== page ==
Coronavirus-Related Words Have Already Become Merriam-Webster Official
“Because the COVID-19 crisis has developed at such a rapid pace and some of the words and ideas associated with the crisis are themselves new, we have made an unscheduled update for words connected with the disease and responses to it.”
Merriam-Webster only introduces words after they’ve been cited extensively “over a considerable period of time”—but the dictionary publisher has made an exception for the coronavirus.
On March 18, Merriam-Webster announced an update to its free online dictionary with words pertaining to COVID-19.
“Because the COVID-19 crisis has developed at such a rapid pace and some of the words and ideas associated with the crisis are themselves new, we have made an unscheduled update for words connected with the disease and responses to it,” the announcement explained.
The update includes new words like “COVID-19,” defined as “a new name for a new disease, coined as an abbreviated form of coronavirus disease 2019.” It also includes revisions to definitions and citations of existing words pertaining to the virus.
According to a report by Slate, Merriam-Webster began monitoring coronavirus-related words in January. Per the company’s typical practices, it then added the new words to a spreadsheet and began to gather evidence as to why they should be added to the dictionary. The company originally planned to publish a blog post with the trending coronavirus-related words, but decided instead to introduce them, based on how quickly and widely the words have spread.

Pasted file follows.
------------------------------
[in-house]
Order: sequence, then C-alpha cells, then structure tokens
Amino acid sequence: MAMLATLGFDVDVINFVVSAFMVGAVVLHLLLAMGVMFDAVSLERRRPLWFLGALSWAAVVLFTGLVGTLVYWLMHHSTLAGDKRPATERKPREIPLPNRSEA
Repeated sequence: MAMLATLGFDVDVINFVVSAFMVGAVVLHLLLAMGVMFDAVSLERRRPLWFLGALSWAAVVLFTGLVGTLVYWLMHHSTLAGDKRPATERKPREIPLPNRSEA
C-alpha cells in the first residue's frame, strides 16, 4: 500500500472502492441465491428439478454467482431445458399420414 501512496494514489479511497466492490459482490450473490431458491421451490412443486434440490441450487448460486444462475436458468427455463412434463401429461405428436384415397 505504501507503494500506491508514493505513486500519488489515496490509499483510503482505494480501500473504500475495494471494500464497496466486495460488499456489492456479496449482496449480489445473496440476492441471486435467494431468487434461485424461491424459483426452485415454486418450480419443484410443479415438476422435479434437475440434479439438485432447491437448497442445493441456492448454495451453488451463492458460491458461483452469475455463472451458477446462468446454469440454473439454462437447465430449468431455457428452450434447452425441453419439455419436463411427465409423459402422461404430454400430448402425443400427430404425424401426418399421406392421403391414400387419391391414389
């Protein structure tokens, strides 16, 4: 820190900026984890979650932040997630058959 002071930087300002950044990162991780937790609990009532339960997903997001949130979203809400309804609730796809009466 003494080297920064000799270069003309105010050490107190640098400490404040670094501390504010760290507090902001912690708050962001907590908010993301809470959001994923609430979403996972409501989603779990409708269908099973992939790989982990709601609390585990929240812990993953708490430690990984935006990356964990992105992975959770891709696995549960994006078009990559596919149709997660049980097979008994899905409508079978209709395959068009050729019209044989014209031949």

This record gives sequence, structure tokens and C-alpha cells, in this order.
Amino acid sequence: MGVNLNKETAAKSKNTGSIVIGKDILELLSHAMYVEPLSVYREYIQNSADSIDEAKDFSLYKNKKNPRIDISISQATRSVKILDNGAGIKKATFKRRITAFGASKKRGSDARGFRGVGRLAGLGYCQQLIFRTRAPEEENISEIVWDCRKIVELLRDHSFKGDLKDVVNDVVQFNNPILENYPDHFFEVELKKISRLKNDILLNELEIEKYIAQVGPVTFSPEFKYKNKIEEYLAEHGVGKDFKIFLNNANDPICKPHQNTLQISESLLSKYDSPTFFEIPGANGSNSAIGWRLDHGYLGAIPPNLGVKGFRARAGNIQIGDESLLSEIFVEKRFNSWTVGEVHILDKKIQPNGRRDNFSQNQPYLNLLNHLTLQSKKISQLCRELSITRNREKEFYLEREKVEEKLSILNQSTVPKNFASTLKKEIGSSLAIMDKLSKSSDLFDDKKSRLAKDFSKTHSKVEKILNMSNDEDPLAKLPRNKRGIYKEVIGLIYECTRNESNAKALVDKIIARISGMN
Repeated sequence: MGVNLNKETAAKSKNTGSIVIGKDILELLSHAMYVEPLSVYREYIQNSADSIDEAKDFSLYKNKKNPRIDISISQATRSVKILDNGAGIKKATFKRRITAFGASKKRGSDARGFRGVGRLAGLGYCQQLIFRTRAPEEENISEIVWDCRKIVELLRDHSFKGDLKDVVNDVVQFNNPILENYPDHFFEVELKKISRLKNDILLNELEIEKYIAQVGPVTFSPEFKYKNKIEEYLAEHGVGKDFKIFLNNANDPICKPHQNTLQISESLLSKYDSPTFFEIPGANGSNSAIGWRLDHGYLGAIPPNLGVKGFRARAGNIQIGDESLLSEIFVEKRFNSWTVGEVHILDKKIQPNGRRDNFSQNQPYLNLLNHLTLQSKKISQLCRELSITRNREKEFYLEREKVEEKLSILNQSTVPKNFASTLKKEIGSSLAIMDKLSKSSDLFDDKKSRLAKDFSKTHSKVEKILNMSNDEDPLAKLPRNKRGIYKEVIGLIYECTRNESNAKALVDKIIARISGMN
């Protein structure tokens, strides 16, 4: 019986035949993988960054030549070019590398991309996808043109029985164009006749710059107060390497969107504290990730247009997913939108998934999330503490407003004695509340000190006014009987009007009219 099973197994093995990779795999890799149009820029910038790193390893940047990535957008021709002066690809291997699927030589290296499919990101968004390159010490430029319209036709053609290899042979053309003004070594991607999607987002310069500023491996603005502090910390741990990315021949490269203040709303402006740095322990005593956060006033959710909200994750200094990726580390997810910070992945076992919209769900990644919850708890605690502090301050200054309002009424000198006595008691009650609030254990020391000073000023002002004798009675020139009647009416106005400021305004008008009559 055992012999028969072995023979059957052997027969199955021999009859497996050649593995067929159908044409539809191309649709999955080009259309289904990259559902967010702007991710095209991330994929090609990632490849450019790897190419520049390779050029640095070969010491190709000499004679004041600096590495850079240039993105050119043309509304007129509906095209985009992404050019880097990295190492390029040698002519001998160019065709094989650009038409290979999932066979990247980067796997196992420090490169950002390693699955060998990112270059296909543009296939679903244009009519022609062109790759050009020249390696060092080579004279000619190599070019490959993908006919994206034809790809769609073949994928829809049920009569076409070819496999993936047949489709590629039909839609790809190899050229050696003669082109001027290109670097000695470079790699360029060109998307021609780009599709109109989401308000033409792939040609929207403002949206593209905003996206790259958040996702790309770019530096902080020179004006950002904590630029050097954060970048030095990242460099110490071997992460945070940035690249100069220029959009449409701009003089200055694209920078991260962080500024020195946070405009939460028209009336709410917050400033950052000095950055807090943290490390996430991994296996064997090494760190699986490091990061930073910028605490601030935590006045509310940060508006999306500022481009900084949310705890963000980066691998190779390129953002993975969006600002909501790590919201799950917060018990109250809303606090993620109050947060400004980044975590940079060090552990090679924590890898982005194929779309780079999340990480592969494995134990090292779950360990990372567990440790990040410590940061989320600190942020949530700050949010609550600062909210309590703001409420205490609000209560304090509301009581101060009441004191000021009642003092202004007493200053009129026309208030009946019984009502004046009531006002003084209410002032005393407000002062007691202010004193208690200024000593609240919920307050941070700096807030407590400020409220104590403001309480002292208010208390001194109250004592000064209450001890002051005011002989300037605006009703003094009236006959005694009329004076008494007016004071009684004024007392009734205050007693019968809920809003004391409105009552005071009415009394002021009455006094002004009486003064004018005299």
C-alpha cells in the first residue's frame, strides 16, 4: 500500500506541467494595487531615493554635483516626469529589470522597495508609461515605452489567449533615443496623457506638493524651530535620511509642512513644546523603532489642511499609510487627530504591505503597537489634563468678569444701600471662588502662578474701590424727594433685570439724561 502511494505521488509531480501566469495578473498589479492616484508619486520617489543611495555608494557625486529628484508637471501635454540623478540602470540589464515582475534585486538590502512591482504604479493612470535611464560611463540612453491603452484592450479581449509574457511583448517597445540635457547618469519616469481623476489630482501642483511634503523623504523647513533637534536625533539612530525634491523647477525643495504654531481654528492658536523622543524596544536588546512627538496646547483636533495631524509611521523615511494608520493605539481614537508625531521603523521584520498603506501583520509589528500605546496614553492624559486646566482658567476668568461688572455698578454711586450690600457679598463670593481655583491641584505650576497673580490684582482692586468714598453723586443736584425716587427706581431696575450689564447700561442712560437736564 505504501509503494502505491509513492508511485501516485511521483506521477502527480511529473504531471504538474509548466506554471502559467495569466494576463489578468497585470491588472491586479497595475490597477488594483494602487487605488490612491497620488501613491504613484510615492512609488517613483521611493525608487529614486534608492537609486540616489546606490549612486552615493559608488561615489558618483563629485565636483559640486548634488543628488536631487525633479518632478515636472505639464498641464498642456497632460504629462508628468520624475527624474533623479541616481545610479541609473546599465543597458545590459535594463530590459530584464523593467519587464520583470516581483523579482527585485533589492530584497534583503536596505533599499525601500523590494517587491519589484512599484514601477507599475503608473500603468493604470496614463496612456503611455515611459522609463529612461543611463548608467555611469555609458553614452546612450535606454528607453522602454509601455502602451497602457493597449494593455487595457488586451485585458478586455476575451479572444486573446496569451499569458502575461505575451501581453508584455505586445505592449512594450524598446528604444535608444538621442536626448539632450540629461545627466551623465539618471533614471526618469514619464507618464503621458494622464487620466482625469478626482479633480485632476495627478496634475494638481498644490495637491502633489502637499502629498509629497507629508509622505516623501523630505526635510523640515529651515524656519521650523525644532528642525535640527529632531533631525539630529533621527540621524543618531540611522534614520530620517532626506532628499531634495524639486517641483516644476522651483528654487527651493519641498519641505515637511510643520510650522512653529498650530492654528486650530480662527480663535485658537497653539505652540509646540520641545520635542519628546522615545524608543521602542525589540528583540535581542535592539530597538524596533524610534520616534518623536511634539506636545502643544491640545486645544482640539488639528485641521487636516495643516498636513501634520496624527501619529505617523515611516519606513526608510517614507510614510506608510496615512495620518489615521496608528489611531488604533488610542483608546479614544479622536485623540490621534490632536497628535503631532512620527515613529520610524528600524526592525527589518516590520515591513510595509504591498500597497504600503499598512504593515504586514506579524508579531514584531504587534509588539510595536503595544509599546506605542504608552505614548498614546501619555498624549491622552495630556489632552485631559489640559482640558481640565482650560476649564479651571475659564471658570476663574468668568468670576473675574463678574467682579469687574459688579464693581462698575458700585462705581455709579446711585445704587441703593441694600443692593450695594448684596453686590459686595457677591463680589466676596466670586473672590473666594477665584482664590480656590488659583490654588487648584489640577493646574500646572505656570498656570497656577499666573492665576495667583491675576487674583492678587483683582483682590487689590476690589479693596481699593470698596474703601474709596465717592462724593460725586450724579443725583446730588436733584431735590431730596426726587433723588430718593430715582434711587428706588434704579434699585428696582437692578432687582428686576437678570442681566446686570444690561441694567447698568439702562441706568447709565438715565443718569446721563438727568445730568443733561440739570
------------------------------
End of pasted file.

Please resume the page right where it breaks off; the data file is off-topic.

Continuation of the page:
“It seemed clear that our responsibility was to provide the answers people are looking for without delay,” Merriam’s publisher and chief digital officer, Lisa Schneider, told Slate.
This isn’t the first time that the publisher has accelerated its normally stringent rules to define language pertaining to a spreading disease.
“In rare cases, a word jumps onto the scene and is both instantly prevalent and likely to last, as was the case in the 1980s with AIDS,” Merriam-Webster states on one of its info pages. “In such a situation, the editors determine that the word has become firmly established in a relatively short time and should be entered in the dictionary, even though its citations may not span the wide range of years exhibited by other words.”